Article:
The Carter administration, stung by former secretary of state Henry A. Kissinger's charge that U.S. policy favors the radical guerrillas in Zimbabwe-Rhodesia, said yesterday it is "not tilting" toward any side and seeks only to "promote a democratic solution" to the civil war there.
The administration defended its policy in a lengthy statement issued by the State Separtment in response to a Kissinger interview published yesterday by The Washington Post.
In the interview, Kissinger criticized President Carter's finding last month that the recent elections leading to a black majority government under Prime Minister Abel Muzorewa were not sufficiently free and fair to warrant ending U.S. economic sanctions.
Kissinger said the administration, in justifying continued sanctions by questioning the Zimbabwe-Rhodesia constitution, had put the United States on the side of "ideological radical" guerrillas who refused to take part in the elections and who continue to seek power through armed conflict.
Although it refused to say it was responding directly to Kissinger, the State Department quickly rushed out a restatement of "the key elements of the administration's Rhodesia policy."
That statement, read by spokeman Tom Reston at a press briefing, said "From the outset, the administration as sought to promote a democratic solution in Rhodesia. It was for that reason that free elections have been the centerpiece of out initiative."
The statement then took issue with Kissinger's contention that the radical rorces want a system of majority rule "so extreme as to be incompatible with the survival of the [white] minority . . ."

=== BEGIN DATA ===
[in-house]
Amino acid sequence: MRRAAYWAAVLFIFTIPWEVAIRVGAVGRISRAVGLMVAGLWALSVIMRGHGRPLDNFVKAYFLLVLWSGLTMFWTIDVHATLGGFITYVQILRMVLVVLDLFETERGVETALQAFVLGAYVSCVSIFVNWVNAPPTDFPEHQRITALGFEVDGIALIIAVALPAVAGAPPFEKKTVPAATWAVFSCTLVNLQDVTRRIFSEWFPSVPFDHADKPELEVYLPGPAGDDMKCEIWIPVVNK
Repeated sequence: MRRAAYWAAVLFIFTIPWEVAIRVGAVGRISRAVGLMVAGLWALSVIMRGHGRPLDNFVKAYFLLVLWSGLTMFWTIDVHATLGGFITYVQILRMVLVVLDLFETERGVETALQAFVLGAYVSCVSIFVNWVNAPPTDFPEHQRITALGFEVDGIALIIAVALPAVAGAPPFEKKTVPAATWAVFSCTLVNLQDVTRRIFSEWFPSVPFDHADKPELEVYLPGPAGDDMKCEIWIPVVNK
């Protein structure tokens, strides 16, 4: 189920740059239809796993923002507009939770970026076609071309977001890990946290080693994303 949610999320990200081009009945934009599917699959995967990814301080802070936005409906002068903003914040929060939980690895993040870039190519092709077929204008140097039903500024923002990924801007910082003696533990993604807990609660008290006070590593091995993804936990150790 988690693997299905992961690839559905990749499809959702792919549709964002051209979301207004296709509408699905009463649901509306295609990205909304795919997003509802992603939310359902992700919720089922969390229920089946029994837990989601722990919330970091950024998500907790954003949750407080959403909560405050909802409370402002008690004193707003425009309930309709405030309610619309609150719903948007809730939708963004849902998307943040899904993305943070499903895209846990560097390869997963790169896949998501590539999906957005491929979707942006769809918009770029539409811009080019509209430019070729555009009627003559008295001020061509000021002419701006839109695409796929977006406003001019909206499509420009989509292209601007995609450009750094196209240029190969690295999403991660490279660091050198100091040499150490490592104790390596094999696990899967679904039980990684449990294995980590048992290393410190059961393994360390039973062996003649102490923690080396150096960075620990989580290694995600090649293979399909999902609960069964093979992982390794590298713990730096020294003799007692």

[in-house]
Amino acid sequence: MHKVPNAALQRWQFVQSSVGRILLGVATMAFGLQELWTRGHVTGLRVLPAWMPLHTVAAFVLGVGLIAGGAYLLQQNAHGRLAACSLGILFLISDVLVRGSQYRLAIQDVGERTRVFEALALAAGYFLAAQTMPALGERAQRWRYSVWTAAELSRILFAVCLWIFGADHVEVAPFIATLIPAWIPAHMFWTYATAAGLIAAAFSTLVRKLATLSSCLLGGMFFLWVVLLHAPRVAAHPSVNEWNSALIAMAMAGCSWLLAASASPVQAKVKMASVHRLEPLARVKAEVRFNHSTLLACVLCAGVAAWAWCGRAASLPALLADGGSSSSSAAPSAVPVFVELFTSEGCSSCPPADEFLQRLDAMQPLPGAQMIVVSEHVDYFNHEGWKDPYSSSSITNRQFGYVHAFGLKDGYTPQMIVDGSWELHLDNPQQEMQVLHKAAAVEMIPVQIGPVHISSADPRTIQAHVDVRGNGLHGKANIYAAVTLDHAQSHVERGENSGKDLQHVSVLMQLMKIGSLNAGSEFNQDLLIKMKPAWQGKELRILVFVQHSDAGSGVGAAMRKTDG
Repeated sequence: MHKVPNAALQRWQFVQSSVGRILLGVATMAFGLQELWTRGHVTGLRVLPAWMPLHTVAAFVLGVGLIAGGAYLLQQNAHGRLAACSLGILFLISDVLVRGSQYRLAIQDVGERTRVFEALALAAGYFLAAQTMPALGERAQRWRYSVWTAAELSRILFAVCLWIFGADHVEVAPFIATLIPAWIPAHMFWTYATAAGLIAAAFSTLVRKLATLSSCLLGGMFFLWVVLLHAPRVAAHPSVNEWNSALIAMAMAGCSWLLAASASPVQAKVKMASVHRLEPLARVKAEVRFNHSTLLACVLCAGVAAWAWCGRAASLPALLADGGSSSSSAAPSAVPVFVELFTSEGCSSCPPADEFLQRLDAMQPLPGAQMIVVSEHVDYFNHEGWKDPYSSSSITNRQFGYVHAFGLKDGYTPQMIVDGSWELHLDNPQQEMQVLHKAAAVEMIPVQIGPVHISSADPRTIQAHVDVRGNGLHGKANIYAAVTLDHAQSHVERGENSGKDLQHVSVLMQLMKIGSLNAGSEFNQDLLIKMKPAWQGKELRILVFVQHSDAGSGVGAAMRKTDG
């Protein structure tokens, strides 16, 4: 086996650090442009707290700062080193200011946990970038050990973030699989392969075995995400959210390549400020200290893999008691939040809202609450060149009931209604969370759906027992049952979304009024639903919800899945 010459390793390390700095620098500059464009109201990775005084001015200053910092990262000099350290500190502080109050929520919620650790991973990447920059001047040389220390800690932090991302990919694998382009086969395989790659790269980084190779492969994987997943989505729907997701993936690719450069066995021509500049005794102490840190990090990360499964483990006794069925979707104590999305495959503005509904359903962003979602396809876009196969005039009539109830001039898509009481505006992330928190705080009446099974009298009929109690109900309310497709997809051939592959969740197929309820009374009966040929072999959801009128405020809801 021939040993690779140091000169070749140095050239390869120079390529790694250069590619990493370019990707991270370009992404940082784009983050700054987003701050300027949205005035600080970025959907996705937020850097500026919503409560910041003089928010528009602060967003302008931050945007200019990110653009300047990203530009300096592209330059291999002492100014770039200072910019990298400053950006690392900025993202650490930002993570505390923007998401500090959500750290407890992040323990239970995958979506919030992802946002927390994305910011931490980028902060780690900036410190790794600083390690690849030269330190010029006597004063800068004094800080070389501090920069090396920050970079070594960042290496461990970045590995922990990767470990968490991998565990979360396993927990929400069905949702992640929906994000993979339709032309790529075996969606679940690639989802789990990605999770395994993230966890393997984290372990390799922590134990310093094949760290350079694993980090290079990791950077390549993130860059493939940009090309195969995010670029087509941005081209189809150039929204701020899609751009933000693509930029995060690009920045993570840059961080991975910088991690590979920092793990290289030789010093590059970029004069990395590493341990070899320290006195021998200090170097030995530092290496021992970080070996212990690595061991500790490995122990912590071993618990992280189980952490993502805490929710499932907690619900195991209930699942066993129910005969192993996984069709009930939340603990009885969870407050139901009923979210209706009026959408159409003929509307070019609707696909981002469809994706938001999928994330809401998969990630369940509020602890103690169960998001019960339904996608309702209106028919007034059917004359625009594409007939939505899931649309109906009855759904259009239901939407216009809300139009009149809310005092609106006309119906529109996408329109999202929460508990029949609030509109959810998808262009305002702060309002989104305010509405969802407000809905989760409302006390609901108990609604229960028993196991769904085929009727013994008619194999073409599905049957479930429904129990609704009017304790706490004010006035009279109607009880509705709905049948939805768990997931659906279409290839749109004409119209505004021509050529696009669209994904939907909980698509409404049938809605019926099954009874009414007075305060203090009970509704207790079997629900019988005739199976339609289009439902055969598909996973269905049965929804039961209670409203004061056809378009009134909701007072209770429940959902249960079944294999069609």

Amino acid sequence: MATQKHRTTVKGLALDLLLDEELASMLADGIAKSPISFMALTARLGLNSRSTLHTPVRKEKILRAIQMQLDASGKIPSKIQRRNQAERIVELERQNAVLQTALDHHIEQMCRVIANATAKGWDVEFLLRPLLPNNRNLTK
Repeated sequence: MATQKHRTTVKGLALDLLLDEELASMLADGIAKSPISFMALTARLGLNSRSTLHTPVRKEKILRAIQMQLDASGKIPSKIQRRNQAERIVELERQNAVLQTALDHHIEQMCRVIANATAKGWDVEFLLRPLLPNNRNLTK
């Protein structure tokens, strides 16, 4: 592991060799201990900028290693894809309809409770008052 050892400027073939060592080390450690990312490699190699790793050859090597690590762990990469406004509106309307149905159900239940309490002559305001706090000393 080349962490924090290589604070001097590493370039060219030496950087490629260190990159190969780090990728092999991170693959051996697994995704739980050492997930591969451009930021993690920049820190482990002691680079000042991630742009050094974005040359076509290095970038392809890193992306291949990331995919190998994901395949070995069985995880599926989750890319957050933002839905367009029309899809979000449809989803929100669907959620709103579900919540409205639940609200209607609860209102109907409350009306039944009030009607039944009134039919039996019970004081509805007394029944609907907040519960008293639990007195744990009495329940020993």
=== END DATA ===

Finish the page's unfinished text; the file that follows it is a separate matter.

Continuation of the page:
"A key aspect of our settlement efforts," the statement asserted, "has been our insistence with the British on the protection of minority rights, and on the right of the white minority to a role in a future Zimbabwe. We do not define majority rule in ways which would leave minority rights unprotected."
The statement also argued that the administration, in pursuing a solution that would embrace all the contesting factions including the guerrillas, was not on a course "kissinger characterized as favoring "the radicals against the moderates."
"We have made clear . . . that no party should be allowed a veto over a fair political process," the statement said. "And no party has a veto over our policy. We would give our full support to a fair process, even if some parties refused to cooperate."
Lastly, the statement said Carter and Secretary of State Cyrus R. Vance have noted "that encouraging process has been made in Zimbabwe Zimbabwe-Rhodesia" and have expressed interest in a dialogue with Muzorewa.
Muzorewa is scheduled to visit here unofficially next week and is expected to meet with Vance. There also have been hints that Carter will yield to the urging of Muzorewa's congressional supporters and invite him for a White House talk, but Reston said yesterday he had "no information on that."
"In short," the statement concluded, "we are not tilting towards one side or the other. The most effective way to advance our interests and prevent increasing outside millitary involvement is to work for a peaceful settlement and a fair political process open to all parties."